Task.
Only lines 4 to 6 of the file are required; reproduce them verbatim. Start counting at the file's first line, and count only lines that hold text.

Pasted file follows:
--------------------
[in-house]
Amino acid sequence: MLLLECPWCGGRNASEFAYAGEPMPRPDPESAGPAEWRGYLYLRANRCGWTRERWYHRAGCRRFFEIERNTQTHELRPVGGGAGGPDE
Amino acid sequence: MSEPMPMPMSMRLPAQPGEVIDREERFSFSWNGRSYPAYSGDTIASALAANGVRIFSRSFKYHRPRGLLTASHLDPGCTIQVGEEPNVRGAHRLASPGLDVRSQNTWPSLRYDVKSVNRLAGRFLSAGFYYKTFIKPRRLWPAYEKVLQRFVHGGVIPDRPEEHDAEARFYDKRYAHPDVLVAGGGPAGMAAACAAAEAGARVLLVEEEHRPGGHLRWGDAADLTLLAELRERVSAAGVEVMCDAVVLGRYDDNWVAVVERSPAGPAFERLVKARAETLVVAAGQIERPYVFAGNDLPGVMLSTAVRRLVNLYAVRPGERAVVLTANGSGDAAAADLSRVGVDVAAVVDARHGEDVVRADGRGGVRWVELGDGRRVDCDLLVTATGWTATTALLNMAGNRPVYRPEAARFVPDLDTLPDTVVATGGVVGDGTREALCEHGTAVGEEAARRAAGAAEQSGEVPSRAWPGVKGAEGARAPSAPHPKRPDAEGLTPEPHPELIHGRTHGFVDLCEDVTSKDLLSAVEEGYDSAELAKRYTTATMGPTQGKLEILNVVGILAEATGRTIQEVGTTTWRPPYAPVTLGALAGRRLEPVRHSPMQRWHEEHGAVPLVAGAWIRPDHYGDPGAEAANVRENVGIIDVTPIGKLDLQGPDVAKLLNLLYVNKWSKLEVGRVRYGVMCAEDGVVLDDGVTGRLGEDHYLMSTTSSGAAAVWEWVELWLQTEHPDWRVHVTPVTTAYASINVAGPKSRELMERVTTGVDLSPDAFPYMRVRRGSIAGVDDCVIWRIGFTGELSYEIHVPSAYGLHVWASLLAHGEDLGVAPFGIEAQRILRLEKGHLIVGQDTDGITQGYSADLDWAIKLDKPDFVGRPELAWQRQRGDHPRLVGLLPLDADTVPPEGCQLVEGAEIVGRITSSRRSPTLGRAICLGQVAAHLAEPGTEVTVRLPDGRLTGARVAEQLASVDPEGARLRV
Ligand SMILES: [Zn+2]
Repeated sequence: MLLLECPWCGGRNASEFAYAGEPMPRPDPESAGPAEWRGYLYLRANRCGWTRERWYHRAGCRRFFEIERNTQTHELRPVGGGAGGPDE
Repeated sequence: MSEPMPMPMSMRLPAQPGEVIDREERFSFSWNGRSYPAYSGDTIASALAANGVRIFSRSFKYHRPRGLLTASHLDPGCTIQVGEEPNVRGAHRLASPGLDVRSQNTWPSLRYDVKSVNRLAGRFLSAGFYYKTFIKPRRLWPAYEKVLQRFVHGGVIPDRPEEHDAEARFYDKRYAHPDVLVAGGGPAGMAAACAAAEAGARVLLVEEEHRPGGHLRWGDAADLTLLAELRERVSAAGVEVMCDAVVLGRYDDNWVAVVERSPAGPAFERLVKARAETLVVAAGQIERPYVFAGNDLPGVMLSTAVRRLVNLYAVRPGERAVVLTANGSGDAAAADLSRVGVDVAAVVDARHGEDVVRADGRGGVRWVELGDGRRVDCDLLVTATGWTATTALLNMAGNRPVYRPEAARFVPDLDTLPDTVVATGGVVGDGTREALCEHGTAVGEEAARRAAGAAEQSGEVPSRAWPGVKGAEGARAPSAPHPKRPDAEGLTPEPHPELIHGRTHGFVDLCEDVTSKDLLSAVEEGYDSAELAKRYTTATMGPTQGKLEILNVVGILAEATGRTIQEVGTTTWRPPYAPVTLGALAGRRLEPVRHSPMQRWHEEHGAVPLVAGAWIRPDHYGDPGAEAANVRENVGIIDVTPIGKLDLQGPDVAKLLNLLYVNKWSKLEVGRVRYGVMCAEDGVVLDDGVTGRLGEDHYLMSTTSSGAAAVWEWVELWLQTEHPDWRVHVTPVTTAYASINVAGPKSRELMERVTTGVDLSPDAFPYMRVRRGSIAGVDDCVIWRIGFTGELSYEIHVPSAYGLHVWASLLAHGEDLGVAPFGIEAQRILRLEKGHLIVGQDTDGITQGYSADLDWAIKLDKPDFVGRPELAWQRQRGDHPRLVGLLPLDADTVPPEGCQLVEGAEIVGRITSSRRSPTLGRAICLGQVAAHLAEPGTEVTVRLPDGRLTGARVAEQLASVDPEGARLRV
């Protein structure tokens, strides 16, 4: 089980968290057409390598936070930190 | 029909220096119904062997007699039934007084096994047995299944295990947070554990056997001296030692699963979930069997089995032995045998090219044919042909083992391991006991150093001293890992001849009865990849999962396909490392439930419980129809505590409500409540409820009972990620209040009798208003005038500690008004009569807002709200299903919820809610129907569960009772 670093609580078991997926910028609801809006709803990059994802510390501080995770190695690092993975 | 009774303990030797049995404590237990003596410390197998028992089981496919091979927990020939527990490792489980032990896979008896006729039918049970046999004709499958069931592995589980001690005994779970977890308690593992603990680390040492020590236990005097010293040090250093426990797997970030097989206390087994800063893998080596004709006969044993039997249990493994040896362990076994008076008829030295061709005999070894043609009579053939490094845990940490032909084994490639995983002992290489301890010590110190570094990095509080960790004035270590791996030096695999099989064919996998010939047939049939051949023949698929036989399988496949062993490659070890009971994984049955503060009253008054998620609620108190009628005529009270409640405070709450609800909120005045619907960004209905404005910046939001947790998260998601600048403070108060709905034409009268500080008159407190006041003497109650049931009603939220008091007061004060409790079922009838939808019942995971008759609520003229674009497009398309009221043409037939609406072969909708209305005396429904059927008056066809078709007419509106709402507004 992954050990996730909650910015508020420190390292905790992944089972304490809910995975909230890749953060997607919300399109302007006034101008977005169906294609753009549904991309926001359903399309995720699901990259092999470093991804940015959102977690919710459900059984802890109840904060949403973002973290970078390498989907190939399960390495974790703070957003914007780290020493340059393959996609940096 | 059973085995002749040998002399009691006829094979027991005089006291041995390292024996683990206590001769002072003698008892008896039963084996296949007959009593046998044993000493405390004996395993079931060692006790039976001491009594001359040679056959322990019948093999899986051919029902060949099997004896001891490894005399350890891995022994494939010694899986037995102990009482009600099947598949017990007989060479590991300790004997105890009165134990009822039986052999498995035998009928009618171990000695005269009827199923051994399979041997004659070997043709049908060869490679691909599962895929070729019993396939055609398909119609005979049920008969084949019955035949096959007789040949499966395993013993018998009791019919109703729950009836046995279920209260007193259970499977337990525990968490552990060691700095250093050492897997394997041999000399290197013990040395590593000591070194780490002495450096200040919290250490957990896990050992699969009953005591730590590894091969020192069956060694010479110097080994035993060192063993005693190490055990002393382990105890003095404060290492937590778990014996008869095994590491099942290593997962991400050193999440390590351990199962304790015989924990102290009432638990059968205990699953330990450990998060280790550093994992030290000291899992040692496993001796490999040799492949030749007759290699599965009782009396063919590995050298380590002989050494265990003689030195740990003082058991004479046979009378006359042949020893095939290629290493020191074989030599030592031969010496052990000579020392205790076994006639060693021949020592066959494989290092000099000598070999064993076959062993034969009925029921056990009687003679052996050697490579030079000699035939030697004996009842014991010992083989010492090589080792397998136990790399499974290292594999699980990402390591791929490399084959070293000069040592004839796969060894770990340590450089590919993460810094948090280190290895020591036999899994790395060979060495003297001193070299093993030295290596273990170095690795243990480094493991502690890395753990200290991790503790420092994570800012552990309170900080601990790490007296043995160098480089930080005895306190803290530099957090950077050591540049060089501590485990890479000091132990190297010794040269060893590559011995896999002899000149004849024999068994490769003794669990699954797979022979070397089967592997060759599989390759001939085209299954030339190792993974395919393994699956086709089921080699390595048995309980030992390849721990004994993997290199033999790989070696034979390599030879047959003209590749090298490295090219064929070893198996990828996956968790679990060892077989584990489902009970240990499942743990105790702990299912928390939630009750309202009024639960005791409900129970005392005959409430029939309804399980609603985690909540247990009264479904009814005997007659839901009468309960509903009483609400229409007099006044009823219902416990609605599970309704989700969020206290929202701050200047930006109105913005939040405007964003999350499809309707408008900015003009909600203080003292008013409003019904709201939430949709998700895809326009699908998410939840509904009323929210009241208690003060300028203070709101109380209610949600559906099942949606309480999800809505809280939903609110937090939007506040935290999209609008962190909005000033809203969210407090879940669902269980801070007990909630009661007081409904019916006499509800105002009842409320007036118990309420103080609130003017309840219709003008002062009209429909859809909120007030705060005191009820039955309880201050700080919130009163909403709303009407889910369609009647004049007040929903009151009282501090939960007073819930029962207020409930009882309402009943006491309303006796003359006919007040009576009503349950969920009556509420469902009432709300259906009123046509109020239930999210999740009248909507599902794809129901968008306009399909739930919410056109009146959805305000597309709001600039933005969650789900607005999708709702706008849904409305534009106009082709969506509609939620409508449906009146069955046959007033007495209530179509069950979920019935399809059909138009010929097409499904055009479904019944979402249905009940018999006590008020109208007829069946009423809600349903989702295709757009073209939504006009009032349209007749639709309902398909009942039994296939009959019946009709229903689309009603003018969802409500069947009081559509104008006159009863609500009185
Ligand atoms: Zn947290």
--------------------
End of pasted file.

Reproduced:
Ligand SMILES: [Zn+2]
Repeated sequence: MLLLECPWCGGRNASEFAYAGEPMPRPDPESAGPAEWRGYLYLRANRCGWTRERWYHRAGCRRFFEIERNTQTHELRPVGGGAGGPDE
Repeated sequence: MSEPMPMPMSMRLPAQPGEVIDREERFSFSWNGRSYPAYSGDTIASALAANGVRIFSRSFKYHRPRGLLTASHLDPGCTIQVGEEPNVRGAHRLASPGLDVRSQNTWPSLRYDVKSVNRLAGRFLSAGFYYKTFIKPRRLWPAYEKVLQRFVHGGVIPDRPEEHDAEARFYDKRYAHPDVLVAGGGPAGMAAACAAAEAGARVLLVEEEHRPGGHLRWGDAADLTLLAELRERVSAAGVEVMCDAVVLGRYDDNWVAVVERSPAGPAFERLVKARAETLVVAAGQIERPYVFAGNDLPGVMLSTAVRRLVNLYAVRPGERAVVLTANGSGDAAAADLSRVGVDVAAVVDARHGEDVVRADGRGGVRWVELGDGRRVDCDLLVTATGWTATTALLNMAGNRPVYRPEAARFVPDLDTLPDTVVATGGVVGDGTREALCEHGTAVGEEAARRAAGAAEQSGEVPSRAWPGVKGAEGARAPSAPHPKRPDAEGLTPEPHPELIHGRTHGFVDLCEDVTSKDLLSAVEEGYDSAELAKRYTTATMGPTQGKLEILNVVGILAEATGRTIQEVGTTTWRPPYAPVTLGALAGRRLEPVRHSPMQRWHEEHGAVPLVAGAWIRPDHYGDPGAEAANVRENVGIIDVTPIGKLDLQGPDVAKLLNLLYVNKWSKLEVGRVRYGVMCAEDGVVLDDGVTGRLGEDHYLMSTTSSGAAAVWEWVELWLQTEHPDWRVHVTPVTTAYASINVAGPKSRELMERVTTGVDLSPDAFPYMRVRRGSIAGVDDCVIWRIGFTGELSYEIHVPSAYGLHVWASLLAHGEDLGVAPFGIEAQRILRLEKGHLIVGQDTDGITQGYSADLDWAIKLDKPDFVGRPELAWQRQRGDHPRLVGLLPLDADTVPPEGCQLVEGAEIVGRITSSRRSPTLGRAICLGQVAAHLAEPGTEVTVRLPDGRLTGARVAEQLASVDPEGARLRV